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The Middle Years: When the kids grow up... and everything goes tits down

By Liz Fraser

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Indispensable and hilarious* notes on midlife (*possibly)

Publication date: March 2020
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About the book

Good news: this is not a book about parenting. There are already 1.3 billion of those, and the main thrust is, ‘don't be a shit parent; be a good parent.'

Instead, it’s a book about us. You and me. The knackered humans, flailing about in the Middle Years when our babies have grown up and everything has gone a bit...tits down.

It’s the book I wish someone had written for me years ago – it would’ve saved a LOT of wrinkles, vodka and therapy bills. Cheers for that, everyone.

Because one day, deep in the crusty elbow-skin of midlife family chaos, listening to my teenagers’ doors slamming, fielding yet more unpaid bills and missed work deadlines and realising my sex appeal was now more of a Blue Peter crisis fund, and I suddenly thought…

Excuse me, but WHAT THE F**K IS THIS??

Why is nothing even vaguely as I expected it would be at this stage in my life?
Why did everyone say everything would get easier when my kids kindly sodded off to school, when it actually feels like my life is going through a blender every hour, while being set on fire and eaten by wolves?

Who are these hormone incubators loafing about my house in a cloud of deodorant, growing zits and an attitude, Facetiming each other at dinner and staying up later than me? 
Why don’t they giggle any more?
Why can’t I understand what they say to each other?
How am I supposed to help with their GCSE maths when I was shit at it the first time round?
Why can’t anyone else in my house carry things from the bottom of the stairs to the top?
And who the heck keeps nicking my eye-liner?!

How on earth haven’t I become a self-made entrepreneurial millionaire or won three Oscars yet?
Why do I immediately assume career death when I get a perfectly professional email from a colleague with no smiley emojis on it?
Why am I suddenly scared of lifts? In fact, why am I suddenly scared of loads of things I never worried about before?
Am I . . . going mad?

Why do I feel so out of love with the person I made those once-cute hairy giants with? Is divorce really more painful than listening to Donald Trump talk about climate change?

And excuse me, but what the bloody hell has happened to the skin above my knees?

With all this new-found freedom that comes with school-age kids, why don’t I feel….happier? More confident? More…me?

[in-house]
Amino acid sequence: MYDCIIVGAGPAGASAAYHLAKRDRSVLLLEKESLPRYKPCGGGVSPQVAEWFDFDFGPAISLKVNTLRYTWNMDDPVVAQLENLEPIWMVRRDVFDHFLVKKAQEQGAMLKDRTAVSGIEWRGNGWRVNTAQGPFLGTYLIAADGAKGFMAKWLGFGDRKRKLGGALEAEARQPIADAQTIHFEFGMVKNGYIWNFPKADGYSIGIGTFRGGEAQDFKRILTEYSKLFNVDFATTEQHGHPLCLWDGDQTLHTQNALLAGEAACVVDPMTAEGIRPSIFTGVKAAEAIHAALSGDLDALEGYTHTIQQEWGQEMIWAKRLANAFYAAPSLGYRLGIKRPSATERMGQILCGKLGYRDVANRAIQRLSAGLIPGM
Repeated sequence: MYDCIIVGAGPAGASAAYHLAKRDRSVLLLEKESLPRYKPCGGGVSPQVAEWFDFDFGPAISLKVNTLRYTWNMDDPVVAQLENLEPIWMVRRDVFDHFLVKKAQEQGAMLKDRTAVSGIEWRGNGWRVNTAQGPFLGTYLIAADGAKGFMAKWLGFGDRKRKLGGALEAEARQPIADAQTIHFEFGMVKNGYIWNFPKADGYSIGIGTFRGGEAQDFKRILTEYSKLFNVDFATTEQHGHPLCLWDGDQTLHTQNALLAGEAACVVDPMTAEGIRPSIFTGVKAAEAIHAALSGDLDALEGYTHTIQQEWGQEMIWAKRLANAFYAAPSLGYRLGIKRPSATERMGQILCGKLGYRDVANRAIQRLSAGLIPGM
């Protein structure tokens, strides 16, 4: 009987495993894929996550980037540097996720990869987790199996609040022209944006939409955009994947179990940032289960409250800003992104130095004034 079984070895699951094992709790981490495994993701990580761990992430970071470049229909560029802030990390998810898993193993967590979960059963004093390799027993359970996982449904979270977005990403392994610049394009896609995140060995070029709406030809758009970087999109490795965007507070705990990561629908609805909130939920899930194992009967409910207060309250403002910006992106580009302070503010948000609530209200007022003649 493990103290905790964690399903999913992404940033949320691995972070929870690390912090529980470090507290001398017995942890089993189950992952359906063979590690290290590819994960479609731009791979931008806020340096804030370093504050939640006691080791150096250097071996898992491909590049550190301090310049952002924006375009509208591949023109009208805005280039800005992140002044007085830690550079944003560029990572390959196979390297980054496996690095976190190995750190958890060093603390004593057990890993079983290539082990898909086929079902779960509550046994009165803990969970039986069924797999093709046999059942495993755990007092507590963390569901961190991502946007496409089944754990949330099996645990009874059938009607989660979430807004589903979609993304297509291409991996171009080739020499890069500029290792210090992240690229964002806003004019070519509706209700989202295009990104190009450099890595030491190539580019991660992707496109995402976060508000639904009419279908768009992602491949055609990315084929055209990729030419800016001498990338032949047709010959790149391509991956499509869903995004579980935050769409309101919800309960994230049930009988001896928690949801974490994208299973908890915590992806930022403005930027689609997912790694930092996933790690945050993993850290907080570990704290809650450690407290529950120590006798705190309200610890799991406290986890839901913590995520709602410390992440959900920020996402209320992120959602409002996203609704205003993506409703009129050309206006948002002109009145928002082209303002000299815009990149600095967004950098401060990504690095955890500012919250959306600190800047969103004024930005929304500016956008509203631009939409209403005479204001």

Who even is ‘me’ now?  

And . . IS ANY OF THIS NORMAL??!

Following a comprehensive rummage through the Rotting Salad Drawer of Midlife Parenting™ I have discovered that all of this is indeed entirely normal.

Despite the giant Carrot of Bullshit dangled before our weary eyes during the crippling early years of parenting, willing us to Keep Calm and Carry on Bum-wiping, our problems don’t go away when our children hit school and get limitless free childcare on Instagram; they just become different.

Instead of nappies and sleepless nights we juggle A-level options and puberty; relationship breakdowns (theirs and our own) and unfathomable sadness; teenage eye-rolls and 3-hour queues for the bathroom; career catastrophes and a creeping, deepening sense of loss as the little people we’ve been trying to get a break from for fifteen years suddenly start to pull away from us, and we realise we miss them terribly, and…

Jesus, is that CHIN HAIR??

Everybody goes through this shit.

IT IS NOT. JUST. YOU.

This, my friend, is golden information. If they could make watches or dental fillings out of it, they would. Thus, this book is the opposite of a how-to guide to happiness, sexual fulfilment and Steely Buttocks (which, incidentally, is the name of my band.)

Instead it’s an honest, life-saving word-raft sent by the Gods of publishing to keep you afloat, and says,

‘Come here. Sit down. You are among friends. Despite being a reasonably capable, successful adult, I, too, have eight pairs of pants gathering dust on my bedroom floor, half a kilo of soggy granola in my bag and no clue how to refill the dishwasher’s rinse aid thingy without YouTubing it. I can store half a Sunday roast in the gap between my teeth, I still get acne, and I feel confused and sad sometimes. And scared. And a bit lost. And that’s all OK.’

I wish someone had told me all this.

I wish someone had told me honestly about the unexpected sadness so many of us feel when our children become more independent, and we enter The Next Phase of our adult lives;

how my mind would change as I stumbled my way into my 40s – and how to understand it better.

what it’s like to finally admit you’ve arrived at the end of a long-term relationship, go through a divorce, not live with your children every day any more, and how to handle the epic fall-out;

that there is enormous joy in the teenage years, and in watching our children grow into awesome adults whom we love even more than they loved Peppa Pig;

that it DOES all get a lot better, eventually, if you know what to look out for, and how to handle life’s sharp corners.

They didn’t – so I’m telling you instead. You are hugely welcome.

So come! Let’s stagger on together and laugh heartily at all the things nothing but surgery and excessive masturbation can cure.
When we’re done, come and see me in the pub.
Please bring grapes and porn.
Thank you.

"I am reading this and crying with laughter!" Professor Tanya Byron

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